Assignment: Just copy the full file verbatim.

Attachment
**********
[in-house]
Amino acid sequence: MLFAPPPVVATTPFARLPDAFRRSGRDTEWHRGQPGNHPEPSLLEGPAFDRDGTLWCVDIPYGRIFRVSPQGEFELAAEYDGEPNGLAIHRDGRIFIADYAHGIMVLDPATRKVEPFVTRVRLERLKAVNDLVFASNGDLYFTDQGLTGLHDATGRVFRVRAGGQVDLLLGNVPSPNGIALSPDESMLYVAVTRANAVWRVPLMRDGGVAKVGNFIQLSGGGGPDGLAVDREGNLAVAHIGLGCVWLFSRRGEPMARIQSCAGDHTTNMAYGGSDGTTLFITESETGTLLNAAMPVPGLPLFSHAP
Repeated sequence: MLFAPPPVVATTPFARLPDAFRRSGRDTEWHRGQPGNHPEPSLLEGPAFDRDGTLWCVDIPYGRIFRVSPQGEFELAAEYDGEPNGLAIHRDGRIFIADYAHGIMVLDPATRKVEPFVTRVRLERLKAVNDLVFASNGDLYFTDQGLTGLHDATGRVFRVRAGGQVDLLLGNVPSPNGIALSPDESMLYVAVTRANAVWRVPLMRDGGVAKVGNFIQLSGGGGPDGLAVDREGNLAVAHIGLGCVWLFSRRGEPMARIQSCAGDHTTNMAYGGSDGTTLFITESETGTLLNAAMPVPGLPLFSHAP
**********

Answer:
[in-house]
Amino acid sequence: MLFAPPPVVATTPFARLPDAFRRSGRDTEWHRGQPGNHPEPSLLEGPAFDRDGTLWCVDIPYGRIFRVSPQGEFELAAEYDGEPNGLAIHRDGRIFIADYAHGIMVLDPATRKVEPFVTRVRLERLKAVNDLVFASNGDLYFTDQGLTGLHDATGRVFRVRAGGQVDLLLGNVPSPNGIALSPDESMLYVAVTRANAVWRVPLMRDGGVAKVGNFIQLSGGGGPDGLAVDREGNLAVAHIGLGCVWLFSRRGEPMARIQSCAGDHTTNMAYGGSDGTTLFITESETGTLLNAAMPVPGLPLFSHAP
Repeated sequence: MLFAPPPVVATTPFARLPDAFRRSGRDTEWHRGQPGNHPEPSLLEGPAFDRDGTLWCVDIPYGRIFRVSPQGEFELAAEYDGEPNGLAIHRDGRIFIADYAHGIMVLDPATRKVEPFVTRVRLERLKAVNDLVFASNGDLYFTDQGLTGLHDATGRVFRVRAGGQVDLLLGNVPSPNGIALSPDESMLYVAVTRANAVWRVPLMRDGGVAKVGNFIQLSGGGGPDGLAVDREGNLAVAHIGLGCVWLFSRRGEPMARIQSCAGDHTTNMAYGGSDGTTLFITESETGTLLNAAMPVPGLPLFSHAP